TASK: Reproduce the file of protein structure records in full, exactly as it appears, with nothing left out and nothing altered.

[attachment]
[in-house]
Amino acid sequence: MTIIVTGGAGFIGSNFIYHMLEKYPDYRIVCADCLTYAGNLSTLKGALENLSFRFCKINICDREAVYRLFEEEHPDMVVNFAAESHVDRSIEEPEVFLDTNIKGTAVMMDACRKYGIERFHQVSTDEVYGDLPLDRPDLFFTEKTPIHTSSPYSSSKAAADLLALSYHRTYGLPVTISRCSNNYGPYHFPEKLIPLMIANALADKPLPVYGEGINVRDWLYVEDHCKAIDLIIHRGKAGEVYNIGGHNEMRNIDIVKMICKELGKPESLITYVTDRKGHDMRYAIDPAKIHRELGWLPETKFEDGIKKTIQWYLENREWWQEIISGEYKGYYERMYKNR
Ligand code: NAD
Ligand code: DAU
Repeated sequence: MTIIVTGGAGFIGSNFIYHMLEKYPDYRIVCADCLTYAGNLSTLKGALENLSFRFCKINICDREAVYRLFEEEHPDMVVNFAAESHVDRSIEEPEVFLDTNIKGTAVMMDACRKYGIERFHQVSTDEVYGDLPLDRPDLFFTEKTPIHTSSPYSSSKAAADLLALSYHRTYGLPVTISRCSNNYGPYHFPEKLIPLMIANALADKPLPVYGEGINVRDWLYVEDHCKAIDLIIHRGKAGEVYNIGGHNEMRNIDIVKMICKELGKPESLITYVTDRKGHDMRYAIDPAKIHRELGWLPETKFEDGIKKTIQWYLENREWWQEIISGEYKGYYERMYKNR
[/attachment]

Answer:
[in-house]
Amino acid sequence: MTIIVTGGAGFIGSNFIYHMLEKYPDYRIVCADCLTYAGNLSTLKGALENLSFRFCKINICDREAVYRLFEEEHPDMVVNFAAESHVDRSIEEPEVFLDTNIKGTAVMMDACRKYGIERFHQVSTDEVYGDLPLDRPDLFFTEKTPIHTSSPYSSSKAAADLLALSYHRTYGLPVTISRCSNNYGPYHFPEKLIPLMIANALADKPLPVYGEGINVRDWLYVEDHCKAIDLIIHRGKAGEVYNIGGHNEMRNIDIVKMICKELGKPESLITYVTDRKGHDMRYAIDPAKIHRELGWLPETKFEDGIKKTIQWYLENREWWQEIISGEYKGYYERMYKNR
Ligand code: NAD
Ligand code: DAU
Repeated sequence: MTIIVTGGAGFIGSNFIYHMLEKYPDYRIVCADCLTYAGNLSTLKGALENLSFRFCKINICDREAVYRLFEEEHPDMVVNFAAESHVDRSIEEPEVFLDTNIKGTAVMMDACRKYGIERFHQVSTDEVYGDLPLDRPDLFFTEKTPIHTSSPYSSSKAAADLLALSYHRTYGLPVTISRCSNNYGPYHFPEKLIPLMIANALADKPLPVYGEGINVRDWLYVEDHCKAIDLIIHRGKAGEVYNIGGHNEMRNIDIVKMICKELGKPESLITYVTDRKGHDMRYAIDPAKIHRELGWLPETKFEDGIKKTIQWYLENREWWQEIISGEYKGYYERMYKNR